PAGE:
It’s a full-time job keeping up with changes and developments in any one area of financial planning, let alone across the whole sector.
We tend to find that where people focus on one particular type of planning it can sometimes lead to more niche aspects being overlooked. In turn, this can have a wider knock-on impact for clients.
We’ve considered what some of the ‘forgotten’ areas in planning might be, starting with estate planning.
People are by now familiar with the complexities of the nil-rate band and the residence nil-rate band, as well as the use of trusts, insurance, gifts and business relief to mitigate tax.
Yet there are things we've identified as either causing an unintended problem for clients, or as aspects that aren't always accounted for when it comes to inheritance tax (IHT) planning.
Here are the three issues we believe are worth keeping front of mind:
Guarantee periods and value protected lump sums
Annuity guarantee periods and value protected lump sums can form part of the estate for IHT purposes.
Unless the beneficiary of a guaranteed period under an annuity is the legal spouse, a value needs to be attributed to the estate.
HM Revenue & Customs (HMRC) provides a calculator to work out the open market value of the outstanding income. This figure would then be included in the individual’s estate for IHT purposes.
This is something to consider for those looking to reduce their IHT bill, who have defined benefit (DB) pensions/ annuity and no spouse.
For example, if an individual died five years into the guarantee period, and the annual income was £25,000 (increasing at 2.5 per cent a year), the HMRC calculator yields a figure to be included in their estate of £83,738.
This means it's not simply a case of assets in the estate that need to be considered for IHT planning, but also the ‘notional value’ of a guaranteed income.
Value protection is another popular form of annuity protection.
This is more straightforward and represents the net payment to the estate. The ‘net’ aspect is due to whether the benefit is taxed or not (that is, whether the individual died before or after age 75).
Yet it's also worth bearing in mind that potential 40 per cent of the ‘tax-free’ benefit paid back can be lost to IHT, which wouldn't have been the case within a pension. Again, this supposes there is no spouse to receive the value protected lump sum.
The two-year rule on pension switches
Pension death benefits and IHT continues to be a thorny issue.
The area we're keen to highlight here is that the two-year IHT rule on pension switches doesn't benefit from the spousal exemption.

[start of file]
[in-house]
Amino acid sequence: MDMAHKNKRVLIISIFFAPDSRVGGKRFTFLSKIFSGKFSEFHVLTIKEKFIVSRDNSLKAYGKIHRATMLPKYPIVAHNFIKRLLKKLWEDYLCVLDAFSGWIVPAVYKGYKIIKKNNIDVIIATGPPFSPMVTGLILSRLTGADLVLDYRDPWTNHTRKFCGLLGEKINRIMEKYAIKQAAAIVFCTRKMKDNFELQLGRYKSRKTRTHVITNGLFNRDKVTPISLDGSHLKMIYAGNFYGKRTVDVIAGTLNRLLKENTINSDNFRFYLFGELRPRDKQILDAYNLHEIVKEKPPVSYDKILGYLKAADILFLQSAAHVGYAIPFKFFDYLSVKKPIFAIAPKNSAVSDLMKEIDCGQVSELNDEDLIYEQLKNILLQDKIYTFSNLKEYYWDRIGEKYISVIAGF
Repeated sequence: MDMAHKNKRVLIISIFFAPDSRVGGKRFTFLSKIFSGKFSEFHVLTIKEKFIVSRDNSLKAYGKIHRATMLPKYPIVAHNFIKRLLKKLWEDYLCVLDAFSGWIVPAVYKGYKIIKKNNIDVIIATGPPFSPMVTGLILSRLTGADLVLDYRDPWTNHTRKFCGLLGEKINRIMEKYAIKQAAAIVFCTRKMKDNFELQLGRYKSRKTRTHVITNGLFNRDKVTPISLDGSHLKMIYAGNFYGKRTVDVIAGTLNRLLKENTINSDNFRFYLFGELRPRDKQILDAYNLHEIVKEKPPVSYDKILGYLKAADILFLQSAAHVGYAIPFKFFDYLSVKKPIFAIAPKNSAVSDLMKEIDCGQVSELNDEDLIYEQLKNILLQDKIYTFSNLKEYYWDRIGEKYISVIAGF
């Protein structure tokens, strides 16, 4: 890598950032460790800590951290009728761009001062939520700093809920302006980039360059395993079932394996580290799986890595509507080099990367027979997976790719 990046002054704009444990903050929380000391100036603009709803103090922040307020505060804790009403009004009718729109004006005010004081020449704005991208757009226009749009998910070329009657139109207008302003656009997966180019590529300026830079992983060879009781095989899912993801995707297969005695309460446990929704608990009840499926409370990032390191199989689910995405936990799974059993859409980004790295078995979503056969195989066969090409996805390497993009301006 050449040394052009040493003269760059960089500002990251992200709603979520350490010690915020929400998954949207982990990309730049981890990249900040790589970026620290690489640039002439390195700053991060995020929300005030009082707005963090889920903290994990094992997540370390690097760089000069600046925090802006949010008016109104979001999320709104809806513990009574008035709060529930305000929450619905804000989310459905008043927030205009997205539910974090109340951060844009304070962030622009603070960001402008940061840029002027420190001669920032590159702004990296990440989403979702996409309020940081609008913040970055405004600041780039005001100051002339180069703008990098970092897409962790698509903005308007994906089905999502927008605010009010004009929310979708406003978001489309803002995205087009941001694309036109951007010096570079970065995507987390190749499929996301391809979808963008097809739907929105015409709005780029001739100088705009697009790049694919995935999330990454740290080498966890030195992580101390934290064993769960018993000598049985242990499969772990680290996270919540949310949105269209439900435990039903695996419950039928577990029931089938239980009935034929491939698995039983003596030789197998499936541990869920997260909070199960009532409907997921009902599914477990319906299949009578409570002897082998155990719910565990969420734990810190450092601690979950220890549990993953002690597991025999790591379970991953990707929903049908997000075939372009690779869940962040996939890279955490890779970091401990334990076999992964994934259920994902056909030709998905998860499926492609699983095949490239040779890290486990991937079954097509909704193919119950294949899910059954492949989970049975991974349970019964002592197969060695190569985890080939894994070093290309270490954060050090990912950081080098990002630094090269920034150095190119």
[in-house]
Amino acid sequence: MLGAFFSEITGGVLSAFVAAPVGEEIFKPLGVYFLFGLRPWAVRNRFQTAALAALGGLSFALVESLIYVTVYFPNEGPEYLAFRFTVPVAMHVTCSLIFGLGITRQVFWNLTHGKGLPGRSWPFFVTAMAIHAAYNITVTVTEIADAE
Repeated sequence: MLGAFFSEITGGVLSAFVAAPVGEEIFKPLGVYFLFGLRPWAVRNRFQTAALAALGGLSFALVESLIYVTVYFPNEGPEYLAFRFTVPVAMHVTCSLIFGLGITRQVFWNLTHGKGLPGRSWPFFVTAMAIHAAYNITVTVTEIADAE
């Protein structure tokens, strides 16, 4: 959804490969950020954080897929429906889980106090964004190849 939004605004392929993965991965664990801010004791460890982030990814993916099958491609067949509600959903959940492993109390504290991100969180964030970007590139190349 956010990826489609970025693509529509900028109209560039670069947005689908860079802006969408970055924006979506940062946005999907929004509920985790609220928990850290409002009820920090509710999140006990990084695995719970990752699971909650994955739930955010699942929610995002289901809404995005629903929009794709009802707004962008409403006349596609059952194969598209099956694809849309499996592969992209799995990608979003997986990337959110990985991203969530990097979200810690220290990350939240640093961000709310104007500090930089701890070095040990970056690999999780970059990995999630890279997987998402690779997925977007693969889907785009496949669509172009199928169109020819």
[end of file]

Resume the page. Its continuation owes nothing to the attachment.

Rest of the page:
But it’s worth noting that even if the spouse receives the value of the pension death benefits from the new scheme, the ‘transfer of value’ is not exempt.
This is because the transfer of value is between two trust (pension) schemes.
The good news with this though is the calculation of the transfer of value is usually a lot lower than the fund value or cash equivalent transfer value (CETV).
Essentially, you are working out the net UFPLS value (based on the individual’s actual tax rate) and subtracting this from the fund value/CETV to find the transfer of value.
You can also discount the original value to reflect the time of life expectancy – though this is unlikely to be by more than 5 -10 per cent based on the two-year time period.
A simple example of this is if an individual had no taxable income and accepted a CETV of £170,000, the net UFPLS could be:
£42,500 is tax-free (25 per cent of the fund)
£127,500 is taxed as:
- £37,500 at basic rate = £7,500
- £90,000 at higher rate (no personal allowance) = £36,000
Net value = £170,000 minus £43,500 tax = £126,500
The transfer of value, before considering any discount factor, is £43,500 as this is the ‘loss to the estate’. In reality, this isn’t a loss to the estate as the calculation uses the CETV in both instances, instead of the actual DB death benefit structure.
While the two-year rule, and the calculation to check the value is something to be aware, it's unlikely to be a significant figure relative to the CETV a client is securing for their estate by transferring.
Impact to business relief
The final key area to flag on IHT planning is that too much cash (or investments) within a business can impact eligibility for business relief.
Successful companies can end up with quite large retained profits on deposit, particularly if the owner isn't drawing much of the profit as pay or reinvesting into the company.
Whether this cash is invested on the company’s behalf or kept on deposit, there can be tax issues down the line for the owner(s).
In terms of business relief and IHT planning, excess cash in the company can all foul of the ‘excepted assets’ rules. These seek to prevent personal assets held within a company to provide shelter from IHT.
Many businesses legitimately keep reserves in place for several reasons, not least as a buffer against a future economic downturn. But HMRC takes the view this isn't a good enough reason for cash to be retained with the company.
What it appears to look for is evidence of business planning for the funds. This could take the form of written plans for future cash use.
The ultimate implication is that the value of the business assets held as cash may not qualify for business relief.
This could introduce a potentially large amount of assets in the estate value and derail some of the planning otherwise made.
The same is potentially true of general corporate investments.
There's no general distinction between cash or investments used in this way. So if cash held by a business is deemed not to be for legitimate business use, investments will likely be classed the same way.
It would also probably be harder to prove legitimate business use for an investment.
This obviously doesn’t mean a business shouldn't hold surplus cash or invest, but it does mean business owners can't necessarily be assumed as having 100 per cent exception to IHT.